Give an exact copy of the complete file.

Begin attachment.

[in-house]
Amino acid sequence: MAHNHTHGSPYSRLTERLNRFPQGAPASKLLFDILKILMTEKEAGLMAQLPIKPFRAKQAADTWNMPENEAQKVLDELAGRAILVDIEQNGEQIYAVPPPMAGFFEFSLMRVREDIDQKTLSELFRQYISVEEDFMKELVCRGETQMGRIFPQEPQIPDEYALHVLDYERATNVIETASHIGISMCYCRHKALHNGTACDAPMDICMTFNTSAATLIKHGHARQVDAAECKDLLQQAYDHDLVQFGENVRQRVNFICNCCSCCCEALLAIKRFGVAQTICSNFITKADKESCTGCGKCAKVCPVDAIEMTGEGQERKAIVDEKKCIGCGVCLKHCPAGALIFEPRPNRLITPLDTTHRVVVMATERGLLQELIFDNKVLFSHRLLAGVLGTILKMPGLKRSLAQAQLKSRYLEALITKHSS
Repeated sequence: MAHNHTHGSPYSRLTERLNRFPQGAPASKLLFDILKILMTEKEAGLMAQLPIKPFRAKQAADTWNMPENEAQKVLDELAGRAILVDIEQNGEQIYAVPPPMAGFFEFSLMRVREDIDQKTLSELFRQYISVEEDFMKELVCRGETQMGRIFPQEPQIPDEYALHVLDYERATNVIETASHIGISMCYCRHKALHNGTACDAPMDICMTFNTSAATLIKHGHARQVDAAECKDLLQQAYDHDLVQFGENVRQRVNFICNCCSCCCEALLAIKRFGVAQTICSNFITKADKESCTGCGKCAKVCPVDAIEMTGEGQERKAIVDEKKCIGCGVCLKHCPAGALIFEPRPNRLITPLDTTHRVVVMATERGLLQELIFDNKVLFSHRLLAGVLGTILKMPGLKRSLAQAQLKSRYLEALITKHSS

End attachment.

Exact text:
[in-house]
Amino acid sequence: MAHNHTHGSPYSRLTERLNRFPQGAPASKLLFDILKILMTEKEAGLMAQLPIKPFRAKQAADTWNMPENEAQKVLDELAGRAILVDIEQNGEQIYAVPPPMAGFFEFSLMRVREDIDQKTLSELFRQYISVEEDFMKELVCRGETQMGRIFPQEPQIPDEYALHVLDYERATNVIETASHIGISMCYCRHKALHNGTACDAPMDICMTFNTSAATLIKHGHARQVDAAECKDLLQQAYDHDLVQFGENVRQRVNFICNCCSCCCEALLAIKRFGVAQTICSNFITKADKESCTGCGKCAKVCPVDAIEMTGEGQERKAIVDEKKCIGCGVCLKHCPAGALIFEPRPNRLITPLDTTHRVVVMATERGLLQELIFDNKVLFSHRLLAGVLGTILKMPGLKRSLAQAQLKSRYLEALITKHSS
Repeated sequence: MAHNHTHGSPYSRLTERLNRFPQGAPASKLLFDILKILMTEKEAGLMAQLPIKPFRAKQAADTWNMPENEAQKVLDELAGRAILVDIEQNGEQIYAVPPPMAGFFEFSLMRVREDIDQKTLSELFRQYISVEEDFMKELVCRGETQMGRIFPQEPQIPDEYALHVLDYERATNVIETASHIGISMCYCRHKALHNGTACDAPMDICMTFNTSAATLIKHGHARQVDAAECKDLLQQAYDHDLVQFGENVRQRVNFICNCCSCCCEALLAIKRFGVAQTICSNFITKADKESCTGCGKCAKVCPVDAIEMTGEGQERKAIVDEKKCIGCGVCLKHCPAGALIFEPRPNRLITPLDTTHRVVVMATERGLLQELIFDNKVLFSHRLLAGVLGTILKMPGLKRSLAQAQLKSRYLEALITKHSS